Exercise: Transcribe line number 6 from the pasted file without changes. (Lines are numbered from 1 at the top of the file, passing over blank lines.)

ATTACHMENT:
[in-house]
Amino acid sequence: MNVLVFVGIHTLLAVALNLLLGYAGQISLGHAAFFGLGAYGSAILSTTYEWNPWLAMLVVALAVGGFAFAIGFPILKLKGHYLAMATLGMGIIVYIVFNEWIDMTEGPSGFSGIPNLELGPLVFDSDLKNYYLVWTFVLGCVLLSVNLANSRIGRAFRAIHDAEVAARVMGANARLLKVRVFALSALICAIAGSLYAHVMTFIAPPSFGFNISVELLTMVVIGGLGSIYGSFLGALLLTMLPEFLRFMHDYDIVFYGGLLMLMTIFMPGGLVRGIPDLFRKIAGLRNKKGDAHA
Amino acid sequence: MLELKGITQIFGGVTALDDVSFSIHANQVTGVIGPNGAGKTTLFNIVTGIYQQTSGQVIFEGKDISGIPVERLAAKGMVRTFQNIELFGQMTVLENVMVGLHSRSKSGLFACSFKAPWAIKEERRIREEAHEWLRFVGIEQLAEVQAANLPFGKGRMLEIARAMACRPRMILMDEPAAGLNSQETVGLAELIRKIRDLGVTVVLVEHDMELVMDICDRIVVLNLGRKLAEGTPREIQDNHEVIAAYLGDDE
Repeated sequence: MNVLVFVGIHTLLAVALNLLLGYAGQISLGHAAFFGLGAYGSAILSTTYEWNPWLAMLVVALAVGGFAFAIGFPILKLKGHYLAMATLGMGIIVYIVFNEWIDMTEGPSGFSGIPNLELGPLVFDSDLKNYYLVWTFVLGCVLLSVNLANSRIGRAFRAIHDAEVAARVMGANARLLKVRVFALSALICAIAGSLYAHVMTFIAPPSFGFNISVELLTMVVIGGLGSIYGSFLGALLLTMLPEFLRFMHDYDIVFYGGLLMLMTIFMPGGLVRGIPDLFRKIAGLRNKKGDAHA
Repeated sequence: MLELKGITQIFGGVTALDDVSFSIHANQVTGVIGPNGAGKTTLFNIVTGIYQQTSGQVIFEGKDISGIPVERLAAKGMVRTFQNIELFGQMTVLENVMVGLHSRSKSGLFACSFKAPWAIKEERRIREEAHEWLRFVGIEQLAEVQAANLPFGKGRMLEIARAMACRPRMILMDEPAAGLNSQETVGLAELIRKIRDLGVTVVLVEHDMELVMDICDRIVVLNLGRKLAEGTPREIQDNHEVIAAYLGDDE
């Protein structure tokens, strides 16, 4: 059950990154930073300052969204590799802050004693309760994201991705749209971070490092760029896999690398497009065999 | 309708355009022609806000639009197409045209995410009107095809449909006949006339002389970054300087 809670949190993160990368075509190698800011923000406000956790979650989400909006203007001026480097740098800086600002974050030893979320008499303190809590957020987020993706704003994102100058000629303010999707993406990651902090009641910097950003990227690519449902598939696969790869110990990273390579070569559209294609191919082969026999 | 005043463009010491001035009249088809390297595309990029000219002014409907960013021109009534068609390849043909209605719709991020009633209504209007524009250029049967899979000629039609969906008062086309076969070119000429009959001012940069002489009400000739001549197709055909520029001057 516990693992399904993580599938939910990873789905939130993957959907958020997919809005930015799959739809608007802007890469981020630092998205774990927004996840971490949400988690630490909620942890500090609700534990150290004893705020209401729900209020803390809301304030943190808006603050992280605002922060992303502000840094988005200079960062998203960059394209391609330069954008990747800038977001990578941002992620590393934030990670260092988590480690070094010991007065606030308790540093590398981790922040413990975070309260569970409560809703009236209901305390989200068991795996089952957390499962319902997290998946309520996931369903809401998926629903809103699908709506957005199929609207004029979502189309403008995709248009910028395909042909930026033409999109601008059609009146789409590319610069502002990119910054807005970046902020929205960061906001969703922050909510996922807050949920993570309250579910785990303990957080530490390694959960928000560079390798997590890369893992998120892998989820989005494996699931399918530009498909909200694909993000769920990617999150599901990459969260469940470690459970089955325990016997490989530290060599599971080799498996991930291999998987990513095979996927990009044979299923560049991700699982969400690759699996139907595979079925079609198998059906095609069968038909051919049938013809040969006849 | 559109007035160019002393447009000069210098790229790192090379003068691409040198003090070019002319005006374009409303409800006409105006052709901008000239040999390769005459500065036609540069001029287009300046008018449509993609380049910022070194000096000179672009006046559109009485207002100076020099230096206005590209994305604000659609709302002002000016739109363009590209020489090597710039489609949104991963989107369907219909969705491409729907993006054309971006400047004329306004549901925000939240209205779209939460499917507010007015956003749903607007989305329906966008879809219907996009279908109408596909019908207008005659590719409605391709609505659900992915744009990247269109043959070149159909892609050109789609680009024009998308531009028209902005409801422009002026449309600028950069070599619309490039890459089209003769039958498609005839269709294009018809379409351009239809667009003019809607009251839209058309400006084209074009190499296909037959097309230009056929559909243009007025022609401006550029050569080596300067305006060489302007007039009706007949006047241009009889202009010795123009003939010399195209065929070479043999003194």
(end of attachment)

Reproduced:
């Protein structure tokens, strides 16, 4: 059950990154930073300052969204590799802050004693309760994201991705749209971070490092760029896999690398497009065999 | 309708355009022609806000639009197409045209995410009107095809449909006949006339002389970054300087 809670949190993160990368075509190698800011923000406000956790979650989400909006203007001026480097740098800086600002974050030893979320008499303190809590957020987020993706704003994102100058000629303010999707993406990651902090009641910097950003990227690519449902598939696969790869110990990273390579070569559209294609191919082969026999 | 005043463009010491001035009249088809390297595309990029000219002014409907960013021109009534068609390849043909209605719709991020009633209504209007524009250029049967899979000629039609969906008062086309076969070119000429009959001012940069002489009400000739001549197709055909520029001057 516990693992399904993580599938939910990873789905939130993957959907958020997919809005930015799959739809608007802007890469981020630092998205774990927004996840971490949400988690630490909620942890500090609700534990150290004893705020209401729900209020803390809301304030943190808006603050992280605002922060992303502000840094988005200079960062998203960059394209391609330069954008990747800038977001990578941002992620590393934030990670260092988590480690070094010991007065606030308790540093590398981790922040413990975070309260569970409560809703009236209901305390989200068991795996089952957390499962319902997290998946309520996931369903809401998926629903809103699908709506957005199929609207004029979502189309403008995709248009910028395909042909930026033409999109601008059609009146789409590319610069502002990119910054807005970046902020929205960061906001969703922050909510996922807050949920993570309250579910785990303990957080530490390694959960928000560079390798997590890369893992998120892998989820989005494996699931399918530009498909909200694909993000769920990617999150599901990459969260469940470690459970089955325990016997490989530290060599599971080799498996991930291999998987990513095979996927990009044979299923560049991700699982969400690759699996139907595979079925079609198998059906095609069968038909051919049938013809040969006849 | 559109007035160019002393447009000069210098790229790192090379003068691409040198003090070019002319005006374009409303409800006409105006052709901008000239040999390769005459500065036609540069001029287009300046008018449509993609380049910022070194000096000179672009006046559109009485207002100076020099230096206005590209994305604000659609709302002002000016739109363009590209020489090597710039489609949104991963989107369907219909969705491409729907993006054309971006400047004329306004549901925000939240209205779209939460499917507010007015956003749903607007989305329906966008879809219907996009279908109408596909019908207008005659590719409605391709609505659900992915744009990247269109043959070149159909892609050109789609680009024009998308531009028209902005409801422009002026449309600028950069070599619309490039890459089209003769039958498609005839269709294009018809379409351009239809667009003019809607009251839209058309400006084209074009190499296909037959097309230009056929559909243009007025022609401006550029050569080596300067305006060489302007007039009706007949006047241009009889202009010795123009003939010399195209065929070479043999003194």